Tooth Infection and Heart Disease: What Should you Be Aware of?

ait, how can there be a relation between the two? After all, they aren’t even related remotely, right?

You might just be wondering “What does my teeth have anything to do with my heart? Am I going to get a heart attack just because I have an infection in my mouth?”

Most people react in a similar manner when they hear something like this. Turns out, there is a good amount of link between the two. Let’s put your doubts to rest.

Ever wondered what happens when you neglect your teeth?

Plaque appears, bacteria develop, infections begins to spread and you get gingivitis or periodontitis, etc. – you’ve heard the story. What you didn’t hear is that these bacteria or the plaque do not stop working. These malicious things enter your bloodstream, if the infection has managed to bore down to your tooth. Your bloodstream is like the land of opportunity to them. But being what they are, know that they are up to no good.

Understanding what plaque and bacteria are capable of doing

Plaque starts depositing in the arteries which supply blood from your heart to the various parts of your body. If left uncontrolled, it has the potential to choke up your arteries and stop the blood supply from reaching its destination. Choked arteries are not something you should ignore.

The same goes for bacteria.

These are parasites, living off your nutrition. And they’re more than happy to multiply at a rate at which you can’t even imagine. When these infectious microbes reach your heart, it’s like contaminated water reaching the water supply pump of an entire city.

Your heart is incapable of distinguishing anything. It just pumps blood. That’s all it does. So, it’ll pump out the bacterium-infected blood to all parts of your body. Think about the amount of damage and havoc these bacteria can do when they start gouging your innocent cells all over the body.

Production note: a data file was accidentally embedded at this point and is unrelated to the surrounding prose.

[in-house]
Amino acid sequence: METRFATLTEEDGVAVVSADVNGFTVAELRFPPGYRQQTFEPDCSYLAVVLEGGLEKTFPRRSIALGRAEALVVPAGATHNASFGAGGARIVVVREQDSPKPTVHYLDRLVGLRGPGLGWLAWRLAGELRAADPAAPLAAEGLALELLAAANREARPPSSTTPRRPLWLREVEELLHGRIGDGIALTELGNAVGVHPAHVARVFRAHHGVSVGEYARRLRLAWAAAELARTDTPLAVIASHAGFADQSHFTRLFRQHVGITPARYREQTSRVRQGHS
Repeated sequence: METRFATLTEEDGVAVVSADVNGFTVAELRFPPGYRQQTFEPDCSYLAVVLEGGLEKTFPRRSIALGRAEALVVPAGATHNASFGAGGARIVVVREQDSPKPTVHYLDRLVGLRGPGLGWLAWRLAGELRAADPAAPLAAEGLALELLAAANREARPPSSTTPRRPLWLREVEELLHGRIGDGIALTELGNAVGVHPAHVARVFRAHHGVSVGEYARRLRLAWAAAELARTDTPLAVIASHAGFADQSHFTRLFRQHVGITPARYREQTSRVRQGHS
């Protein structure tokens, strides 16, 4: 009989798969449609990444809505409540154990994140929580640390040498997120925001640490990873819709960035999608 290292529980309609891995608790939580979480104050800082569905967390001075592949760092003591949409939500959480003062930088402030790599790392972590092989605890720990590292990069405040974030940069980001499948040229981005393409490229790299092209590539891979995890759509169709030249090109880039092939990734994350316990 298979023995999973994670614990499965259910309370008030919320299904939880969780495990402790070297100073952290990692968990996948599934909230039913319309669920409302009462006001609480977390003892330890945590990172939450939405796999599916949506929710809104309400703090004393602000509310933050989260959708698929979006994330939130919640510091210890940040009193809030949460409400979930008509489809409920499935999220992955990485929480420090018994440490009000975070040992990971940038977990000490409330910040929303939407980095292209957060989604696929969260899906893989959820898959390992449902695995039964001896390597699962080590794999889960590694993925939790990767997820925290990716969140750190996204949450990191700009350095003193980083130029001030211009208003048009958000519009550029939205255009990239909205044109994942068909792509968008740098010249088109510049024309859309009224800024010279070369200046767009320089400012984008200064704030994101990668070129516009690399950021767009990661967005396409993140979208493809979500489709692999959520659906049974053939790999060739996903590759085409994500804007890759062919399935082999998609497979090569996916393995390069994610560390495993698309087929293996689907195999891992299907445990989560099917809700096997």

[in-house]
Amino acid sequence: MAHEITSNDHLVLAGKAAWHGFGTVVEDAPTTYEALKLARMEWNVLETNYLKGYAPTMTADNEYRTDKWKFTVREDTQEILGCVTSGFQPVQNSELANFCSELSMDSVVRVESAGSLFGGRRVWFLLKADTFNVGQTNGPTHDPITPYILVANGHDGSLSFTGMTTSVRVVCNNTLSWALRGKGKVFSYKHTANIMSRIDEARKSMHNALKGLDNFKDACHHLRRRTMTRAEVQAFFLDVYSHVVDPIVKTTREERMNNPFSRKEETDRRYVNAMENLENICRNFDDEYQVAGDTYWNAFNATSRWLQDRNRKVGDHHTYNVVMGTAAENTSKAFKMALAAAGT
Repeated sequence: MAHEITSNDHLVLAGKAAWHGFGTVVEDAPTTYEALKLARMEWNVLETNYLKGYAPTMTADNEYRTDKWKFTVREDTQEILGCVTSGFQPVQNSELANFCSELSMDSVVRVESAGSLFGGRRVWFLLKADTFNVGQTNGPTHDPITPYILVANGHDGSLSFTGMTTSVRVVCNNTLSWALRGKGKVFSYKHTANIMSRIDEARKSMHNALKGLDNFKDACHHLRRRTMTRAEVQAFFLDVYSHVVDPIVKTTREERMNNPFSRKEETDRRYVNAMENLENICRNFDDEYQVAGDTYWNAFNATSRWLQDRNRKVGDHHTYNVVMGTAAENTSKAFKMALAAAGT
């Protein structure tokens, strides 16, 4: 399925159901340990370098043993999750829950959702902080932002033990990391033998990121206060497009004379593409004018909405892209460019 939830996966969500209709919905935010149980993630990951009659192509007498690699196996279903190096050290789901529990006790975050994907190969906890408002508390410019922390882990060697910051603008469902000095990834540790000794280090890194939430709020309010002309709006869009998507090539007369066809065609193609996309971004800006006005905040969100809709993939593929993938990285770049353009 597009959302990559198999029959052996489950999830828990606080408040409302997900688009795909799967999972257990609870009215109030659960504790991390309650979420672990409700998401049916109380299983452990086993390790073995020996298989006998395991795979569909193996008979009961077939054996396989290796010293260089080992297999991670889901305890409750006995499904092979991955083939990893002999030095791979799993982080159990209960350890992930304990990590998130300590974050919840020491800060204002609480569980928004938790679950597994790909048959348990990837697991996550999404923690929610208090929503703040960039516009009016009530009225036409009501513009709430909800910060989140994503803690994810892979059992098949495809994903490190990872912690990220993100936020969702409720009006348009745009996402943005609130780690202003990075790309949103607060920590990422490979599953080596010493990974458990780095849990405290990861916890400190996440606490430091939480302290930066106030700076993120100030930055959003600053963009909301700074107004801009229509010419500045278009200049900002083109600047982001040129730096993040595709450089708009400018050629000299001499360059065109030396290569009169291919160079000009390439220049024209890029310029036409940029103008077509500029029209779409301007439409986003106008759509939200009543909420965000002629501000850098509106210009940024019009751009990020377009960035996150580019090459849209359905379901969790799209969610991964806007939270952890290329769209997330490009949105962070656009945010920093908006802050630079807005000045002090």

That’s what happens over time, but don’t think for a moment that these two will leave your heart alone. Uh-uh. Here’s some big words for ya – Coronary Artery Disease (CAD) and Acute Coronary Syndrome (ACS). These are what you will get eventually. And then a heart attack is not that far away..

Things to consider

And then there are things that compound these problems. Factors like age, gender, conditions like diabetes, history of heart disease also play a crucial role in increasing the risk. Your heart is responsible for keeping the rest of your body going. Its failure will mean an automatic shutdown of your entire system which can only lead to something even worse. You might forget your dental health’s connection to your cardiovascular health, but it is time to stop being careless

Even if you find evidence to the contrary or this all sounds a bit far fetched, would that be a reason enough to keep neglecting your teeth? It’s important to get into a good oral hygiene starting today!

Bello Dental

You Might Also Enjoy...

The Benefits of Fluoride – Why Do You Need It?

According to a study, fluoride decreased the rate of tooth decay by a median rate of around 29%. Another study found out that living in a place which does not have fluoridated water can increase the chance of tooth decay by as much as 32%.

Signs of Oral Cancer

Mouth cancer can occur anywhere in the mouth, be it the lips, tongue, throat, salivary glands, larynx, sinuses and pharynx. Early detection is important

The Consequences of Dry Mouth

First off, what is dry mouth? If you have a problem in swallowing food or notice that your mouth is unusually dry, you may be suffering from dry mouth. The condition is technically known as Xerostomia.

Different Types of Sedations in Dentistry

What is it about dentists that make us so nervous? We are not only talking about little kids, but the fear is also universal in young and adults alike. Something about that dentist chair makes our whole body go numb and paralyze in fear. We search for excu

Why Should You Remove Your Wisdom Teeth?

Many dentists recommend having your wisdom teeth removed at an early stage to avoid any complications later on. For those who are unaware of what wisdom teeth is, it is the third molar at the back of our jaw which grows at a later stage of our life.